In operation, if the signal ratios are of the values for the Bessel's functions when x=3.77, the outputs of amplifiers 42 and 46 are zero, and the outputs of the multipliers 48 and 50 are also zero., whereby the output of the integrator 52 does not change, and the modulator 22 continues to produce the proper amplitude signals to hold the outputs of multipliers 48 and 50 to zero.

However, changes in the sensing fibers cause a need for a correction in the amplitude of the output of modulator 22. To examine what happens during an attempted drift of the circuit, the outputs of the various blocks can be examined.

The output signal of the photodetector 16 is z. The output signals of the low pass filters 32, 34, 36, 38 are, respectively,

J2 (x) cos φ(t)

J4 (x) cos φ(t)

J3 (x) sin φ(t)

J5 (x) sin φ(t)

These signals are summed to produce the integrator input signal. In the vicinity of x=3.77 radians, note that, for φ(t) statically near 0 or π radians, [J2 (x) cos φcts(t)]2 is close to [J2 (x) ]2 while [J3 (x) sin φ(t)]2 is relatively small. Conversely, when φ(x) is near π/2 or 3π/2 radians, [J2 (x) cosφ(t)]2 is relatively small compared to [J3 (x) sin φ(t)]2. This result provides the error weighting according to signal presence and (for operation at J2 (x)=J3 (x)) provides smooth transition between the individual error signals because cos2 φ(cx)+sin2 φ(x)=1. It is also significant that the error signal fed into the integrator avoids the sign ambiguity that would result if the output signals of amplifiers 42 and 46 were summed to produce the integrator input.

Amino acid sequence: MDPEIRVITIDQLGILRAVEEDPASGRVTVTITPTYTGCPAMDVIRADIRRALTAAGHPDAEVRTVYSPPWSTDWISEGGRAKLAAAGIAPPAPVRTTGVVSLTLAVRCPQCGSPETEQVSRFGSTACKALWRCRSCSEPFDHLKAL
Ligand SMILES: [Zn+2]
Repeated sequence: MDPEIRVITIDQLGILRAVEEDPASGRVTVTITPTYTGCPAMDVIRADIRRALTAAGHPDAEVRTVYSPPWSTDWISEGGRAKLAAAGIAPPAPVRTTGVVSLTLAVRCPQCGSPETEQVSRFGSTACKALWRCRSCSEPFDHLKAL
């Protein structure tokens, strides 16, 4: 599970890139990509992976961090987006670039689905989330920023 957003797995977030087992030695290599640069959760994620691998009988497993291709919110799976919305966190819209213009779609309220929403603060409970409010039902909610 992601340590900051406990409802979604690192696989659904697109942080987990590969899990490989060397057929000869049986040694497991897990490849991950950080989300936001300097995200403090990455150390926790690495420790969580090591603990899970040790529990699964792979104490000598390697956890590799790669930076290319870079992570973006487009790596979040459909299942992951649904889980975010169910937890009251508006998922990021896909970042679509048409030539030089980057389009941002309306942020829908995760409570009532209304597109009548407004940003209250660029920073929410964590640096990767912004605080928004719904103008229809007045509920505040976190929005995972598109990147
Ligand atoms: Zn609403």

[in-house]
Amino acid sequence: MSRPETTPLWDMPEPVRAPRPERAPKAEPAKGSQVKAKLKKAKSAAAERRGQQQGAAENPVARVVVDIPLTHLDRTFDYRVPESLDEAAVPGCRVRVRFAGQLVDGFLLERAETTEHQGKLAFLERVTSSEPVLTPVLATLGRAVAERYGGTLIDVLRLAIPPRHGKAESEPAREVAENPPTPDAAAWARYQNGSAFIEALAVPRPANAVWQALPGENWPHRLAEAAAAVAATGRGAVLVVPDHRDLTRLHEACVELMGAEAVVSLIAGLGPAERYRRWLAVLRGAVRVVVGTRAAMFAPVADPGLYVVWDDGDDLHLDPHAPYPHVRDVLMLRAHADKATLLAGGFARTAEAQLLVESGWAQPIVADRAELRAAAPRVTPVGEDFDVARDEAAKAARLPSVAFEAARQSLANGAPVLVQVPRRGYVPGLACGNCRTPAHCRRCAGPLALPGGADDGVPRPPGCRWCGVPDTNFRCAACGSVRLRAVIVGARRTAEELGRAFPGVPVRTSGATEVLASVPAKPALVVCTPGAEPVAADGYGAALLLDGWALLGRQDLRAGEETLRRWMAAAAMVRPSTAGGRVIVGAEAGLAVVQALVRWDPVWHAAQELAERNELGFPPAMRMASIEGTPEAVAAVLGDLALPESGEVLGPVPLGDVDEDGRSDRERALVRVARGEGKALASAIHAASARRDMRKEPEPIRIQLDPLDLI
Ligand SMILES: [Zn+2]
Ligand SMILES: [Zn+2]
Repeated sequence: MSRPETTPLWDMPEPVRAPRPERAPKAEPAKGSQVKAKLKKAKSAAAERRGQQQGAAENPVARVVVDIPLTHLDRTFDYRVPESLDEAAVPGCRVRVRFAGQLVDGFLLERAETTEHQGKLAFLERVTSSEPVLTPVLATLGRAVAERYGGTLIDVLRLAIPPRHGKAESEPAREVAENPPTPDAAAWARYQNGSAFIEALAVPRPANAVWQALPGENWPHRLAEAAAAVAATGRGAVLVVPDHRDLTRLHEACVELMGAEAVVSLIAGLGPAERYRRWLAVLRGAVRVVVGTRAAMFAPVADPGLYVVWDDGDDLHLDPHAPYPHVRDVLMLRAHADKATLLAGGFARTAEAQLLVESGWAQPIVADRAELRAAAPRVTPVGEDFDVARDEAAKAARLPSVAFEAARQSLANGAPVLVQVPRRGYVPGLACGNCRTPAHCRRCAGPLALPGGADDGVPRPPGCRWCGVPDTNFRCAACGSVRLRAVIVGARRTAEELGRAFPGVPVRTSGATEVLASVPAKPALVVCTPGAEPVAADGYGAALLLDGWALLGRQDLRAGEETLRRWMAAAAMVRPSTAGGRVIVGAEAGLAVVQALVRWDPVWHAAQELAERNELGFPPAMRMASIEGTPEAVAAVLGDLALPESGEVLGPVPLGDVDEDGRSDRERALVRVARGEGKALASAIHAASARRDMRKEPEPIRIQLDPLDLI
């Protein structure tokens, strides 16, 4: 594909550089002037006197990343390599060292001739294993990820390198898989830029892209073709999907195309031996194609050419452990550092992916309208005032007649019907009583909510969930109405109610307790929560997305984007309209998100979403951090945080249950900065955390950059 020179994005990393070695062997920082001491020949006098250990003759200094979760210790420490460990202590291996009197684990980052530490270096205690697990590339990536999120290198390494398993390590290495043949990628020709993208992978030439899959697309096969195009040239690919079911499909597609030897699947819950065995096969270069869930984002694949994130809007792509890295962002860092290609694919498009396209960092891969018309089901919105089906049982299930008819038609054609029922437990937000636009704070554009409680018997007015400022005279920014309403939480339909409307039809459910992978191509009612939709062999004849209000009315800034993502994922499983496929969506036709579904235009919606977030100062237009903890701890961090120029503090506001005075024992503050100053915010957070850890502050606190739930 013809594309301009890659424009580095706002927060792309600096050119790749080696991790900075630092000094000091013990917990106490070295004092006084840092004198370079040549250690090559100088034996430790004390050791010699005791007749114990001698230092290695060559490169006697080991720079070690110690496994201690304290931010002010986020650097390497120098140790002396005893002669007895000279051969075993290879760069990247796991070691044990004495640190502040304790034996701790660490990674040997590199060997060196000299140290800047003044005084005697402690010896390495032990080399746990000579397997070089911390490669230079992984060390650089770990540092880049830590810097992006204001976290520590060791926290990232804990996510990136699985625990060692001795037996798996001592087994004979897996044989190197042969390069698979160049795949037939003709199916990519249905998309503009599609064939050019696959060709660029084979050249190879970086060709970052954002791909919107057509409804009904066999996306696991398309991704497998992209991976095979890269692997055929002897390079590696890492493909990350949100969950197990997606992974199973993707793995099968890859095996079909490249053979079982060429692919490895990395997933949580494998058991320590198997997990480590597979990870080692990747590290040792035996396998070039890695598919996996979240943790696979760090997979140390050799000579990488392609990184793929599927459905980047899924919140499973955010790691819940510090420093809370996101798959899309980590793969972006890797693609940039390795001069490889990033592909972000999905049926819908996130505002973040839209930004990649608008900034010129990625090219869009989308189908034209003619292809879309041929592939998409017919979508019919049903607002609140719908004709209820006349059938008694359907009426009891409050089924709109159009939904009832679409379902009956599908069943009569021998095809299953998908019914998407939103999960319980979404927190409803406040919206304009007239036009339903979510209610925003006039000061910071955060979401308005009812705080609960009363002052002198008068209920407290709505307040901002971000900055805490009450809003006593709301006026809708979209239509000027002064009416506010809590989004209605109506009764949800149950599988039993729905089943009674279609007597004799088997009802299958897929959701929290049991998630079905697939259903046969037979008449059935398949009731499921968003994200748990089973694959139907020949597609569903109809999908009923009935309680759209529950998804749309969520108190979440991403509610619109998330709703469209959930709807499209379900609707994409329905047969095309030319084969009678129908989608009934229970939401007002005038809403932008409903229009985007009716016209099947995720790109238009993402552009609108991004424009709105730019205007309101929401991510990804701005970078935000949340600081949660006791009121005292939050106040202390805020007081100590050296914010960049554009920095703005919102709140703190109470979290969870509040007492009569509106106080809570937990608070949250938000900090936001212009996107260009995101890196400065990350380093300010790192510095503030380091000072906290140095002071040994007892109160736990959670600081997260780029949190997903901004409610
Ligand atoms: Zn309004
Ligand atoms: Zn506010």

The error signals (developed by multipliers 48 and 50) are summed through resistors 49 and 51 to provide the input to the integrator 52 which, in turn, produces the phase modulation control signal, Mp.

The output signals of the multipliers 48 and 50, respectively, are

]J2 (x)cosφ(t)]2 [1-{1.69J4(x)}/J2 (x)] and

[J3 (x)sinφ(t)]2 [1-{3.90J5x)}/J3 (x)]

With the two summing resistors 49, 51 of the integrator 52 equal in value, the phase modulation control signal, mp, is driven toward zero. The servo loop is closed by delivering the phase modulation control signal, Mp, to an analog multiplier 54 for controlling the amplitude of the modulator signal from modulator 22.

Thus, the phase modulation of the apparatus is controlled to produce specific ratios of the Bessel's coefficients in the phase modulated output signals of the apparatus.

It is instructive to choose another convenient value of X. For example, choose x=2.63.

When x=2.63, J1 (x)=J2 (x)=1.92J3(x)=5.31J4 (x)=15.5J5 (x)